Although the concept of eating dog meat is completely unheard of in the U.S., in other parts of the world, it is regarded just the same as eating chicken or cow. In Vietnam, for example, approximately five million dogs are killed every year for meat, other places dog meat is eaten include Europe, Russia, Africa, Latin America, China, the Philippines, and South Korea.
While the suffering of these animals is undeniable, there are also major human health concerns arising from the consumption of dog. The issues highlighted are critical concerns that could have a negative impact on human health if they are not addressed by ending the consumption of dog meat.
One of the largest dangers of dog meat is the spread of rabies to both animals and people. According to the Center for Disease Control’s records, only 10 people have ever survived this horrific disease. This is clearly a major concern when such a dangerous and deadly disease can be so easily spread.
2. Other Diseases
There are many other diseases and infections associated with dog meat that can endanger human health. Possible infections include parasites such as E. Coli 107 and salmonella. There is also a danger that bacterial infections like anthrax, brucellosis, hepatitis, and leptospirosis can be spread through the meat to people. The bacteria associated with Cholera is also easily spread and propagated through the process of mass transporting and slaughtering dogs for consumption. Trichinellosis is a zoonotic parasite that can be easily transmitted from dogs to humans through infected meat consumption. Once these parasites are in the human body, they can cause inflammation in blood vessels which leads to hemorrhaging in the nail beds and eyes, in addition to severe muscle weakness. If left untreated, trichinellosis can be fatal.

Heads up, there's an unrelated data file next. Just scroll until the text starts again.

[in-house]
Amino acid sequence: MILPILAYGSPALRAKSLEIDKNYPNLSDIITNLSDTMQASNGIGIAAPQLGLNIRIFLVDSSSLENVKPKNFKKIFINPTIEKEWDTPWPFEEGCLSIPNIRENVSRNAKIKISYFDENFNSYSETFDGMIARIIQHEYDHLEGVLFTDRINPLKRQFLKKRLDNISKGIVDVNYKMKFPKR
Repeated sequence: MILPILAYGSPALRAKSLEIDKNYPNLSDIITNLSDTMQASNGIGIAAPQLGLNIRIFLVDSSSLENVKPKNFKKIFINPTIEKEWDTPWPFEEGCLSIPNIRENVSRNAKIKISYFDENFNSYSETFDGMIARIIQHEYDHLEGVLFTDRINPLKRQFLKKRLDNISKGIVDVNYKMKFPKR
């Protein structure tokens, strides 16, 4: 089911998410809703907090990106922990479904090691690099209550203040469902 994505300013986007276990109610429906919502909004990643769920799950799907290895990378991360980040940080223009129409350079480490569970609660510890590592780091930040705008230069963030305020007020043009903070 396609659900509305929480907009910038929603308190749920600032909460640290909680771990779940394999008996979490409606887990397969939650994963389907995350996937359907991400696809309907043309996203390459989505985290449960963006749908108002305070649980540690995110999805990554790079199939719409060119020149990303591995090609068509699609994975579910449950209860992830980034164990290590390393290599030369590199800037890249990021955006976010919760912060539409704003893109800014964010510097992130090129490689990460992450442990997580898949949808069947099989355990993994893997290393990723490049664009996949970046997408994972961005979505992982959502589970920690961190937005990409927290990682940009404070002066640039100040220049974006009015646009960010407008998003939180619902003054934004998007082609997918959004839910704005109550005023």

3. Antibiotic Resistance
There are many parallels to be found between dog meat farms and factory farms in America, unfortunately, antibiotic resistance is one of them. According to Change for Animals Foundation, “On dog farms, large numbers of dogs are living in close confinement, under stressful conditions, and are usually being fed insufficient, poor quality food. These factors result in increased levels of infectious disease and high mortality rates. In an effort to try to control the spread of disease and maximize productivity, there is evidence of farmers resorting to the indiscriminate overuse of antibiotics and vaccines.”